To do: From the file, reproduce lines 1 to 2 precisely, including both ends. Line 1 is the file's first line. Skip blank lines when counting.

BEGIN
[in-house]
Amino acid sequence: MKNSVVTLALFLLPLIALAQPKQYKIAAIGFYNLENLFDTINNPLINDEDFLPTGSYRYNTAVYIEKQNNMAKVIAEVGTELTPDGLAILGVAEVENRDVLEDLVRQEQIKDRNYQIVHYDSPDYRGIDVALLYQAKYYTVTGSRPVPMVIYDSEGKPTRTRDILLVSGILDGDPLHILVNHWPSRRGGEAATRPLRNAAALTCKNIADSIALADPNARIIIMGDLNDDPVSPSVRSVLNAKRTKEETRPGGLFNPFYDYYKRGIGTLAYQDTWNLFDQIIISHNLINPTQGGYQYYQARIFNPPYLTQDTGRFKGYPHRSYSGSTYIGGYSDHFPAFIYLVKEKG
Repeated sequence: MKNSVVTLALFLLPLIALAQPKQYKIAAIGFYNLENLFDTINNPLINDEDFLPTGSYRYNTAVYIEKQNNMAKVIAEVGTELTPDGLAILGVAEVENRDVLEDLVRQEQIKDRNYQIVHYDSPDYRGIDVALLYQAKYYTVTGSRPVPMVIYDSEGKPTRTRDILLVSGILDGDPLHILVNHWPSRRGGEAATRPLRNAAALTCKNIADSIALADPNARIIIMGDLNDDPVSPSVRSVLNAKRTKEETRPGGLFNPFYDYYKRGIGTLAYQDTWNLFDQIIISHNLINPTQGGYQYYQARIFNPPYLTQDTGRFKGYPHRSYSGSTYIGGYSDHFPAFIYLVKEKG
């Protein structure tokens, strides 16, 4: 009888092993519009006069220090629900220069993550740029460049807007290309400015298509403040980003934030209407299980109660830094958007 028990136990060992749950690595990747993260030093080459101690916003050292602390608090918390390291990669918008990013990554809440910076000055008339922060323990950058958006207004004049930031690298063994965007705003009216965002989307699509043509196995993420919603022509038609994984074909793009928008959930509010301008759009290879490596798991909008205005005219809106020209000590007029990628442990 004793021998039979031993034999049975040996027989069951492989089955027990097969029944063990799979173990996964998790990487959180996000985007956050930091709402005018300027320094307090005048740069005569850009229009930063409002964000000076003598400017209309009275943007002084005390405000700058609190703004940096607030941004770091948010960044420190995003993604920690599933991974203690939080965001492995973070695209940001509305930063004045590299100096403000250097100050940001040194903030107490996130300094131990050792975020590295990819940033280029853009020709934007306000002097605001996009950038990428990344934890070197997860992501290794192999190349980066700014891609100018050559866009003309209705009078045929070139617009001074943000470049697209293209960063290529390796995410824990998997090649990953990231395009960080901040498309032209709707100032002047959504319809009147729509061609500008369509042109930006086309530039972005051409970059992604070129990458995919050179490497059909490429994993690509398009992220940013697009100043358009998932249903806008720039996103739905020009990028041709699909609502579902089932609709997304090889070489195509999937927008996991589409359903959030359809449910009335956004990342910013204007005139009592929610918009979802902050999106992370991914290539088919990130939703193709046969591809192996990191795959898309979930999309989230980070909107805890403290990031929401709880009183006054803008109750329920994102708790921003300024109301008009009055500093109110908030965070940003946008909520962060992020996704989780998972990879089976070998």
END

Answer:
[in-house]
Amino acid sequence: MKNSVVTLALFLLPLIALAQPKQYKIAAIGFYNLENLFDTINNPLINDEDFLPTGSYRYNTAVYIEKQNNMAKVIAEVGTELTPDGLAILGVAEVENRDVLEDLVRQEQIKDRNYQIVHYDSPDYRGIDVALLYQAKYYTVTGSRPVPMVIYDSEGKPTRTRDILLVSGILDGDPLHILVNHWPSRRGGEAATRPLRNAAALTCKNIADSIALADPNARIIIMGDLNDDPVSPSVRSVLNAKRTKEETRPGGLFNPFYDYYKRGIGTLAYQDTWNLFDQIIISHNLINPTQGGYQYYQARIFNPPYLTQDTGRFKGYPHRSYSGSTYIGGYSDHFPAFIYLVKEKG